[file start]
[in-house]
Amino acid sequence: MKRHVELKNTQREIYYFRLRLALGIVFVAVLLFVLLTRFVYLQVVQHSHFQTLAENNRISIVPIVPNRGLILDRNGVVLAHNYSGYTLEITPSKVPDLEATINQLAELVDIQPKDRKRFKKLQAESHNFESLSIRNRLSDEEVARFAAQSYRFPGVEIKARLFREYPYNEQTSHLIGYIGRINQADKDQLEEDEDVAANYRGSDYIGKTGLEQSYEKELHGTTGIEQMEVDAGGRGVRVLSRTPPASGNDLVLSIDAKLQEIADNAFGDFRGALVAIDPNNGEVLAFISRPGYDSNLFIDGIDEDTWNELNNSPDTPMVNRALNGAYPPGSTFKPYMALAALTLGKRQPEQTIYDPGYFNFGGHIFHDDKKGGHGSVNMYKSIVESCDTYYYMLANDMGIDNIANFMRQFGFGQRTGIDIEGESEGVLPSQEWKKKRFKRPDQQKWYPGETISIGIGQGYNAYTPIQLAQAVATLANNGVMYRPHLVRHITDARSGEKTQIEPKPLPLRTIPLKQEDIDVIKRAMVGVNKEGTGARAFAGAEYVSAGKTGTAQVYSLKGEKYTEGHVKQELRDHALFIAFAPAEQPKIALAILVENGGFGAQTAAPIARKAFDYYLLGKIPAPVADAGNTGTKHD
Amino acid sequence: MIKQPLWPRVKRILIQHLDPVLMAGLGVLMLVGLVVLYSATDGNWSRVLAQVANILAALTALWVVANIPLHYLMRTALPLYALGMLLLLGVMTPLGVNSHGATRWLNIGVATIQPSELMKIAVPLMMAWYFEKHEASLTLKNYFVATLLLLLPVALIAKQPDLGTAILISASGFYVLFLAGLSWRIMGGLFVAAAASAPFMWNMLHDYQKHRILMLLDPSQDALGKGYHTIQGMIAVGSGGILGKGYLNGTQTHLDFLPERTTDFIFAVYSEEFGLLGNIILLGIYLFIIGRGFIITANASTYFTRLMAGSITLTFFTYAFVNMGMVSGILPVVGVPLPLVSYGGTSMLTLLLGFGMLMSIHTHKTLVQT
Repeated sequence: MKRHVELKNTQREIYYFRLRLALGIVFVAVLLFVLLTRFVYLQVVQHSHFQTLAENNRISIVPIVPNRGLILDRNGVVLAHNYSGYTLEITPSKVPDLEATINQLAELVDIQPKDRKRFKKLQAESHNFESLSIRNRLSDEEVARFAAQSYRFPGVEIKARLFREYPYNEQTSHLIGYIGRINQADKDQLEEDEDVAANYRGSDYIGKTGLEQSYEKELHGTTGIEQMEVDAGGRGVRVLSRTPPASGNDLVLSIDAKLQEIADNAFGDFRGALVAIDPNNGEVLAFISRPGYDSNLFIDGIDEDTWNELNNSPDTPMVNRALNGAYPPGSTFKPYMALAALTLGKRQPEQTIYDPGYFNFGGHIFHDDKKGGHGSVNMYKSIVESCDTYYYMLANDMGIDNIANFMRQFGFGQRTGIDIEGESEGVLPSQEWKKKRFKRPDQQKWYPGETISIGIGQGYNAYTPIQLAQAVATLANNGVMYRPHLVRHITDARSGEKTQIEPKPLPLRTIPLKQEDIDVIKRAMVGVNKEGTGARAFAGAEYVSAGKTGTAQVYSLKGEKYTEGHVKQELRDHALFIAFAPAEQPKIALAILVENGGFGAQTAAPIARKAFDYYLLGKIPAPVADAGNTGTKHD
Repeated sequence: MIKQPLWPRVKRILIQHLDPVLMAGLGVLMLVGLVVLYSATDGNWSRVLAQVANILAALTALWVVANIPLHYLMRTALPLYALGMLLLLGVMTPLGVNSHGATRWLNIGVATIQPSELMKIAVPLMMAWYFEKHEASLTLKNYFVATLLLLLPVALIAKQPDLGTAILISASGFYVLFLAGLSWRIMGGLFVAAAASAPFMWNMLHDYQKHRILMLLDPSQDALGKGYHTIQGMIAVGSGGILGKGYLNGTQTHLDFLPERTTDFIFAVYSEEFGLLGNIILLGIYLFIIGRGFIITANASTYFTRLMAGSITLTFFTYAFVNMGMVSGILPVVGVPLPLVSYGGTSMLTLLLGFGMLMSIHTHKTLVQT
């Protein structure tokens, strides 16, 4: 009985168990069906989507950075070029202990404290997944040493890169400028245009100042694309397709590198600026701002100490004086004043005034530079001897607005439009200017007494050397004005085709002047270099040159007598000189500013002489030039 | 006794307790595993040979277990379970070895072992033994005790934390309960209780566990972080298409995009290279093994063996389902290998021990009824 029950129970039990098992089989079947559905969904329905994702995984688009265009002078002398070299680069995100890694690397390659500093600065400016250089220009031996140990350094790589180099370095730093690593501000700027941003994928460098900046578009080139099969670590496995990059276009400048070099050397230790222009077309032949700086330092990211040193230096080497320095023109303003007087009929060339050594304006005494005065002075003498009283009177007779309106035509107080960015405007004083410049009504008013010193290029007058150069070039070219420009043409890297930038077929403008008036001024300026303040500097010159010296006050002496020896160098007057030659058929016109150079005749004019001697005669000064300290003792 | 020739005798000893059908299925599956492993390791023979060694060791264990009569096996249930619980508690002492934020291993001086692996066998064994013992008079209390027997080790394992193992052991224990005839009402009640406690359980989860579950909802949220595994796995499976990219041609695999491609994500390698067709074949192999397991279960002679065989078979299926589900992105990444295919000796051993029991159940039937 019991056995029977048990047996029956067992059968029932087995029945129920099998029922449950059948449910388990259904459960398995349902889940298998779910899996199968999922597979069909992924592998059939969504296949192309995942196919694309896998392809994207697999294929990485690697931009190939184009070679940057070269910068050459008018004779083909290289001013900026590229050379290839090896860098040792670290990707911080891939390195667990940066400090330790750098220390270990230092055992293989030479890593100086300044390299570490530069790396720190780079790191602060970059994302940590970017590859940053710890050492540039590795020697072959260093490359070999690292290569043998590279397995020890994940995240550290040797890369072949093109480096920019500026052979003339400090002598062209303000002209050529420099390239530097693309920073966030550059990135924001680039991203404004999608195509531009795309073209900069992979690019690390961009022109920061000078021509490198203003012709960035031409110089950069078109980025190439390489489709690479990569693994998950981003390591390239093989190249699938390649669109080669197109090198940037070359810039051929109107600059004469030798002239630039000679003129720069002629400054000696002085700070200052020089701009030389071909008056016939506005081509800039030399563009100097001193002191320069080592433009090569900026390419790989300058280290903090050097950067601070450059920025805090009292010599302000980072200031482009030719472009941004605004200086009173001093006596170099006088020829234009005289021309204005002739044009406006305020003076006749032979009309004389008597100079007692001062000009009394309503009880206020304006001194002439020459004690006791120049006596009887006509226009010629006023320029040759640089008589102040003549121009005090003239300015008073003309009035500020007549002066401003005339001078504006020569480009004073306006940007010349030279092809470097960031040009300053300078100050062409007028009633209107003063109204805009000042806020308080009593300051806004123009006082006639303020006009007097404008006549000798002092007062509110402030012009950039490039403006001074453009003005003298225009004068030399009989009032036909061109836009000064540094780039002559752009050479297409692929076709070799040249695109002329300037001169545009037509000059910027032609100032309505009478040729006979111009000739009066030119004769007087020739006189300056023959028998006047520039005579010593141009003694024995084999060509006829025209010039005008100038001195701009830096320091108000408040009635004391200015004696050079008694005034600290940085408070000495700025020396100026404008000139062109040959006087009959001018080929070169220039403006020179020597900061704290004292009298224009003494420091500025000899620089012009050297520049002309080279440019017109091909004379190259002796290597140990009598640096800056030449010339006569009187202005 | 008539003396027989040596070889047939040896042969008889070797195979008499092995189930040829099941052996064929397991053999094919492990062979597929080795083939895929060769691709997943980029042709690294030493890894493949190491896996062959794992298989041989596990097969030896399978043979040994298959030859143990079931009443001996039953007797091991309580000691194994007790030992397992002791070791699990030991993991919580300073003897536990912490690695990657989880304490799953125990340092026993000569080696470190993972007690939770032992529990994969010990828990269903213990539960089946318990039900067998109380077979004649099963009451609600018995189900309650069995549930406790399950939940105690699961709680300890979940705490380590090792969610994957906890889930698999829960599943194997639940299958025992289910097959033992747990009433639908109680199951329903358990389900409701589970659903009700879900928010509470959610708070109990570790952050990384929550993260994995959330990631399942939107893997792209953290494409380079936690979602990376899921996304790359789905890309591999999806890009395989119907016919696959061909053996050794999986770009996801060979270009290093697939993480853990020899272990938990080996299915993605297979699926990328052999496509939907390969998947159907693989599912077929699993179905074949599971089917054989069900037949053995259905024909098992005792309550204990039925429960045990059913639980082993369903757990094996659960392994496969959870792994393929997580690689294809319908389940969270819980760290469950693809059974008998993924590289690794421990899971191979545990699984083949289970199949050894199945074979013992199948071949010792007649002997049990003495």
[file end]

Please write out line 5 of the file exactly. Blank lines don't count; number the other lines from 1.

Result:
Repeated sequence: MIKQPLWPRVKRILIQHLDPVLMAGLGVLMLVGLVVLYSATDGNWSRVLAQVANILAALTALWVVANIPLHYLMRTALPLYALGMLLLLGVMTPLGVNSHGATRWLNIGVATIQPSELMKIAVPLMMAWYFEKHEASLTLKNYFVATLLLLLPVALIAKQPDLGTAILISASGFYVLFLAGLSWRIMGGLFVAAAASAPFMWNMLHDYQKHRILMLLDPSQDALGKGYHTIQGMIAVGSGGILGKGYLNGTQTHLDFLPERTTDFIFAVYSEEFGLLGNIILLGIYLFIIGRGFIITANASTYFTRLMAGSITLTFFTYAFVNMGMVSGILPVVGVPLPLVSYGGTSMLTLLLGFGMLMSIHTHKTLVQT